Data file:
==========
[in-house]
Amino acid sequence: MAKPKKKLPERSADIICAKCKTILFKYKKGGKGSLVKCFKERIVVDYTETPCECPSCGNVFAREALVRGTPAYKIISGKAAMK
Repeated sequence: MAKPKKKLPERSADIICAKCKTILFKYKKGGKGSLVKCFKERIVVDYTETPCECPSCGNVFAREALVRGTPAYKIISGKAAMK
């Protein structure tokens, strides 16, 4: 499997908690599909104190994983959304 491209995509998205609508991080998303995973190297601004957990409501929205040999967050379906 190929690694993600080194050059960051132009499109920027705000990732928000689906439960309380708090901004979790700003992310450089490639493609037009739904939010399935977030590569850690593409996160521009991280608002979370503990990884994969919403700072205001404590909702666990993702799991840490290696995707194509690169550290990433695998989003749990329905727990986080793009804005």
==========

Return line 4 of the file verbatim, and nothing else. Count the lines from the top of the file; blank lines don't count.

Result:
């Protein structure tokens, strides 16, 4: 499997908690599909104190994983959304 491209995509998205609508991080998303995973190297601004957990409501929205040999967050379906 190929690694993600080194050059960051132009499109920027705000990732928000689906439960309380708090901004979790700003992310450089490639493609037009739904939010399935977030590569850690593409996160521009991280608002979370503990990884994969919403700072205001404590909702666990993702799991840490290696995707194509690169550290990433695998989003749990329905727990986080793009804005």